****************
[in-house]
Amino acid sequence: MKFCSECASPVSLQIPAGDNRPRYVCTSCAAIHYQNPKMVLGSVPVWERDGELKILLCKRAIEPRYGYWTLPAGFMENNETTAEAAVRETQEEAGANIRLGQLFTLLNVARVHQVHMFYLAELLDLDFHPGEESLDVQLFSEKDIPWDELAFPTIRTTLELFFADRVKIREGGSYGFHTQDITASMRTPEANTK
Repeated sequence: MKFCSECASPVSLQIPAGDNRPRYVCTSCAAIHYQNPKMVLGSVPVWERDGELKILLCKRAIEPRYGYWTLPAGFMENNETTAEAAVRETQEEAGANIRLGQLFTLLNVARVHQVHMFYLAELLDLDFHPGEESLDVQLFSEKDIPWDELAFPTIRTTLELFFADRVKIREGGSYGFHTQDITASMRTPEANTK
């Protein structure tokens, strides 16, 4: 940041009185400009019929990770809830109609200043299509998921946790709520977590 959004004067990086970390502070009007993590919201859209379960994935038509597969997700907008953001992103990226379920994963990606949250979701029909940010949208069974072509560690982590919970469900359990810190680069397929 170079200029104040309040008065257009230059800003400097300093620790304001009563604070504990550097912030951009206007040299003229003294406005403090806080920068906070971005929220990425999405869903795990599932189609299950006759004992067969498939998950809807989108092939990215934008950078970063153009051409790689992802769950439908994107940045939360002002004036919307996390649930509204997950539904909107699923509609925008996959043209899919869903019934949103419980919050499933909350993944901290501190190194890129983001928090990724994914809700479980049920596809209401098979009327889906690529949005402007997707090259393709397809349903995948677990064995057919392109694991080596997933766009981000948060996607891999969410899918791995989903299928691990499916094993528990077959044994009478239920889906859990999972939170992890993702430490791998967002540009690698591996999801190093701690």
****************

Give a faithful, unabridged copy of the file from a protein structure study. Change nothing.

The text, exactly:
[in-house]
Amino acid sequence: MKFCSECASPVSLQIPAGDNRPRYVCTSCAAIHYQNPKMVLGSVPVWERDGELKILLCKRAIEPRYGYWTLPAGFMENNETTAEAAVRETQEEAGANIRLGQLFTLLNVARVHQVHMFYLAELLDLDFHPGEESLDVQLFSEKDIPWDELAFPTIRTTLELFFADRVKIREGGSYGFHTQDITASMRTPEANTK
Repeated sequence: MKFCSECASPVSLQIPAGDNRPRYVCTSCAAIHYQNPKMVLGSVPVWERDGELKILLCKRAIEPRYGYWTLPAGFMENNETTAEAAVRETQEEAGANIRLGQLFTLLNVARVHQVHMFYLAELLDLDFHPGEESLDVQLFSEKDIPWDELAFPTIRTTLELFFADRVKIREGGSYGFHTQDITASMRTPEANTK
């Protein structure tokens, strides 16, 4: 940041009185400009019929990770809830109609200043299509998921946790709520977590 959004004067990086970390502070009007993590919201859209379960994935038509597969997700907008953001992103990226379920994963990606949250979701029909940010949208069974072509560690982590919970469900359990810190680069397929 170079200029104040309040008065257009230059800003400097300093620790304001009563604070504990550097912030951009206007040299003229003294406005403090806080920068906070971005929220990425999405869903795990599932189609299950006759004992067969498939998950809807989108092939990215934008950078970063153009051409790689992802769950439908994107940045939360002002004036919307996390649930509204997950539904909107699923509609925008996959043209899919869903019934949103419980919050499933909350993944901290501190190194890129983001928090990724994914809700479980049920596809209401098979009327889906690529949005402007997707090259393709397809349903995948677990064995057919392109694991080596997933766009981000948060996607891999969410899918791995989903299928691990499916094993528990077959044994009478239920889906859990999972939170992890993702430490791998967002540009690698591996999801190093701690």